At a regional level, TrustAfrica catalyzed the revival of a regional Cotton multistakeholder platform –Eastern and Southern Cotton Farmers Organization (ESACO) which provides a platform for knowledge sharing and organized voice to influence regional agendas. The workshop that brought together 35 participants from Eastern and Southern Africa countries- Zambia, Mozambique, and Ethiopia provided a platform where Cotton value chain actors got a chance to reflect on the position and influence of their coordinated efforts in improving the inclusivity and sustainability performance of the Cotton sector. The ESACO interim leadership has begun international advocacy and networking through participation in the international Cotton Advisory Committe (ICAC) 

Photo: TrustAfrica and partners during the Eastern and Southern Africa Regional Cotton Multistakeholder workshop convened in Johannesburg, South Africa in June 2023 

In Malawi, in collaboration with the Plantations and Workers Union (PAWU), the Tea industry renewed its commitments in the Common Bargaining Agreement and raised worker wages by 26%. Through the Tea Association of Malawi, a Tea Industry-Government dialogue mechanism has been maintained, through which policy and related challenges facing the tea sector are debated and resolved. In a quest for fair tea pricing, strengthened capacities for smallholder tea producers in negotiations led to a 51% price increase.  

In Zambia, collective efforts through the MSP have led to progress in the review of the 2005 Cotton Act. The commemoration event on 2023 World Cotton Day and the resultant documentary raised public awareness and action. 

Photo: TrustAfrica and partners during the world cotton day in Zambia

In Mozambique, the Cotton Farmers Association (FONPA) developed pricing positions and engaged with Government resulting in a price cushioning mechanism amidst global price drops.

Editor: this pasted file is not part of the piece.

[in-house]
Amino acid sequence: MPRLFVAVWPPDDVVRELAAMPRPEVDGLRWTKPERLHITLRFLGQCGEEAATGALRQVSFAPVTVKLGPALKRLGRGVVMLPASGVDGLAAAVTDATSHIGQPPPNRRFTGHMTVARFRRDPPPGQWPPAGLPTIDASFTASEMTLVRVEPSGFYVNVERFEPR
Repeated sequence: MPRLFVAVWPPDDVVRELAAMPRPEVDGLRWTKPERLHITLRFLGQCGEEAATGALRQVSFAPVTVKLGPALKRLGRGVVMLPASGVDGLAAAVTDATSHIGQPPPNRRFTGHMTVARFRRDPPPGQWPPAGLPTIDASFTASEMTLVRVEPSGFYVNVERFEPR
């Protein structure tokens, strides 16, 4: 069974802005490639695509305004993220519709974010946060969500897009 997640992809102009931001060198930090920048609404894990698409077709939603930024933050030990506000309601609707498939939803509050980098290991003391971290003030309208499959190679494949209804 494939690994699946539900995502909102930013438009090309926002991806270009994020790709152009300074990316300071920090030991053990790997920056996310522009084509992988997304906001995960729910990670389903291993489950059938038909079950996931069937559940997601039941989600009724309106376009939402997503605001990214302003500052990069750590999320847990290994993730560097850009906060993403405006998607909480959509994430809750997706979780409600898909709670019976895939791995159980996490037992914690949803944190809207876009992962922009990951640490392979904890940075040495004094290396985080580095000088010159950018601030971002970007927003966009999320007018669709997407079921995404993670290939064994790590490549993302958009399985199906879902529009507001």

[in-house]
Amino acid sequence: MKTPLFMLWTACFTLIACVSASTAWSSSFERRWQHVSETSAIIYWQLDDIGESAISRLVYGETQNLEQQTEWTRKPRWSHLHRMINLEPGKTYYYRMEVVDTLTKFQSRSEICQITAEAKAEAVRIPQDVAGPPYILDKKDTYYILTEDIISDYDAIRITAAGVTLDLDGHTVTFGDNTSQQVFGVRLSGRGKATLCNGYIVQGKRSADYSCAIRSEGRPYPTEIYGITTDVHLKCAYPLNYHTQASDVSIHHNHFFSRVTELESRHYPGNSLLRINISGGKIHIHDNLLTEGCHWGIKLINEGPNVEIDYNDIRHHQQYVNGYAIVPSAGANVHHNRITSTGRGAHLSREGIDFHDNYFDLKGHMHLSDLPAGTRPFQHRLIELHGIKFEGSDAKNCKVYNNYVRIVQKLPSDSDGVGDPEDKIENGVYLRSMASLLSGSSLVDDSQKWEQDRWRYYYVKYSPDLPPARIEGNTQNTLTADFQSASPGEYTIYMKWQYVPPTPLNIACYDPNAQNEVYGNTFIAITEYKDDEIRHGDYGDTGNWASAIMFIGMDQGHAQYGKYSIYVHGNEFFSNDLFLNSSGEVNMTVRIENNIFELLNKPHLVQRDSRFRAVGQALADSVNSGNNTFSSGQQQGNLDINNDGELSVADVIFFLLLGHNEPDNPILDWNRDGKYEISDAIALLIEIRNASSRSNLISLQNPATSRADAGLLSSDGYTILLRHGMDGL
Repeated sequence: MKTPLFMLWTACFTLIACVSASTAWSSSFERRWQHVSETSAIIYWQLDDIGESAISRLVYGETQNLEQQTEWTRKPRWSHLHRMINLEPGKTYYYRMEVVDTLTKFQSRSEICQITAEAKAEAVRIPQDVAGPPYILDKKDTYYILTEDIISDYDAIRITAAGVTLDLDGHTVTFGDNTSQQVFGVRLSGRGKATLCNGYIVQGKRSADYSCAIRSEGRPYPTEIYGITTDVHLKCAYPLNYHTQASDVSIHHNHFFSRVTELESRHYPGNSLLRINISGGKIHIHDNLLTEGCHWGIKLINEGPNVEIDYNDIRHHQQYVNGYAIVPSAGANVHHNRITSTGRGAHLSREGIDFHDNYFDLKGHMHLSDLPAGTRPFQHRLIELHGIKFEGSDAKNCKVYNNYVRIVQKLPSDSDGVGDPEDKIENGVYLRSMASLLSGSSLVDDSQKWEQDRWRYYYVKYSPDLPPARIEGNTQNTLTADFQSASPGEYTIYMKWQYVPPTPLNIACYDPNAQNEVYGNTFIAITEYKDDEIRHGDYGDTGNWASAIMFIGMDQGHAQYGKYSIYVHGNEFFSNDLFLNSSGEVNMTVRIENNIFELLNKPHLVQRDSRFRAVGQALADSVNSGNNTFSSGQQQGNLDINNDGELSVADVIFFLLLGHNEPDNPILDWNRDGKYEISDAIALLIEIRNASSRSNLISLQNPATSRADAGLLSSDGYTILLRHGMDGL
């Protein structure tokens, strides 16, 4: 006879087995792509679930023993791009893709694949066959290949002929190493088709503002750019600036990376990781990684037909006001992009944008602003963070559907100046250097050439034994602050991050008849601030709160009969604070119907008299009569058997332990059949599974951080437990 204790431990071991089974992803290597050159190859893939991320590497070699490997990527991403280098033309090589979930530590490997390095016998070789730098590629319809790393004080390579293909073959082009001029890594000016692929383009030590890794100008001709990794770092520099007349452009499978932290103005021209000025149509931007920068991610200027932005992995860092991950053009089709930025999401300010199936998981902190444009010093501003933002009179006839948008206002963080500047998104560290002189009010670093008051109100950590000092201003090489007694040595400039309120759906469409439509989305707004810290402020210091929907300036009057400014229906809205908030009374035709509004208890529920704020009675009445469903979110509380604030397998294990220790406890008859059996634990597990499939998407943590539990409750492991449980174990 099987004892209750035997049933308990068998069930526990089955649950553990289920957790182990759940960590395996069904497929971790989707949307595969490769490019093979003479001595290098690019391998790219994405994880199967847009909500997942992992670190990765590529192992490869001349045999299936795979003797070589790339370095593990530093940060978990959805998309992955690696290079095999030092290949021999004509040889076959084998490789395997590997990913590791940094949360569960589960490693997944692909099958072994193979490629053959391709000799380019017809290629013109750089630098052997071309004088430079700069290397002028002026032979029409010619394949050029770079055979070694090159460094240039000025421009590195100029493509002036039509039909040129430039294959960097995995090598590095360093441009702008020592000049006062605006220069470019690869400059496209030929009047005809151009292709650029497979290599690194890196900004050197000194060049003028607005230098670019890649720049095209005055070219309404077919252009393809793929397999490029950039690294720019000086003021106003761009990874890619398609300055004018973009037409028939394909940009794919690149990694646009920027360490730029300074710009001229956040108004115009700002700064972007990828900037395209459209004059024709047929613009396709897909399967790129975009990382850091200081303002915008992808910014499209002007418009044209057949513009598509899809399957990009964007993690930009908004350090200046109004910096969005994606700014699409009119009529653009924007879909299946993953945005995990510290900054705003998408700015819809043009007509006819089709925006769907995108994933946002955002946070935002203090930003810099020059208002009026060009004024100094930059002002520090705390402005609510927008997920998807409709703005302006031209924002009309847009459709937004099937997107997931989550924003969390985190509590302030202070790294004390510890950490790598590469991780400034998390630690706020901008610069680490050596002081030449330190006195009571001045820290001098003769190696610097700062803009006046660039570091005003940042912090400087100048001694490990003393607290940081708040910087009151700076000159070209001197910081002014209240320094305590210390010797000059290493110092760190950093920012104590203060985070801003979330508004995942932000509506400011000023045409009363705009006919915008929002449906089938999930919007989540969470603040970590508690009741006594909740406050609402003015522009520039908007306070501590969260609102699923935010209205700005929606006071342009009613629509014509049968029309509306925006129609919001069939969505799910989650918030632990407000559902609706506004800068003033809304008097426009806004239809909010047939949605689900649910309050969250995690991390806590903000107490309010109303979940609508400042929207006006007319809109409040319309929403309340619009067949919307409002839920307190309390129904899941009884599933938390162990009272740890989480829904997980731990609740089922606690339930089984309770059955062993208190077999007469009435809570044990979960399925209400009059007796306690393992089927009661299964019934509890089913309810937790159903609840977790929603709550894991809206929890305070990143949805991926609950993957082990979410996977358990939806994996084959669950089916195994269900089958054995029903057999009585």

In Uganda, together with our partners Solidaridad EastAfrica, we worked with the Uganda Tea Out Growers’ Association (UTOA) to launch the Women chapter. This is intended to ensure that women are visible in decision-making spaces and that their experiences are shared, and voices heard to promote meaningful participation in leadership and governance. Through our collaboration, we trained over 50 women from Uganda’s tea growing areas. The aim was to enhance the capacity of the women to adopt and integrate gender equity and feminist approaches to their work and participation in Association governance. As a result of transformative feminist leadership and governance training, they submitted policy recommendations into the national tea policy validation process. 

Photo: UTOA Women leaders during gender training in Kampala, Uganda in July 2023 

A national stakeholder’s forum that brought together government officials, tea farmers, traders, producers and CSO’s was also held in Kampala, Uganda to review and validate the current edition of the draft Comprehensive Tea Policy.  

Photo: TrustAfrica and the Uganda tea stakeholders during the National validation meeting in July 202

We also convened a tea multi-stakeholder forum in Nairobi, Kenya to discuss the formation of a Kenya Tea Association that will foster the tea industry in the country.  The association will ensure farmers speak in one voice. 

A team comprising of farmers, producers and traders’ representatives was selected and given a mandate to spearhead the formation of the association.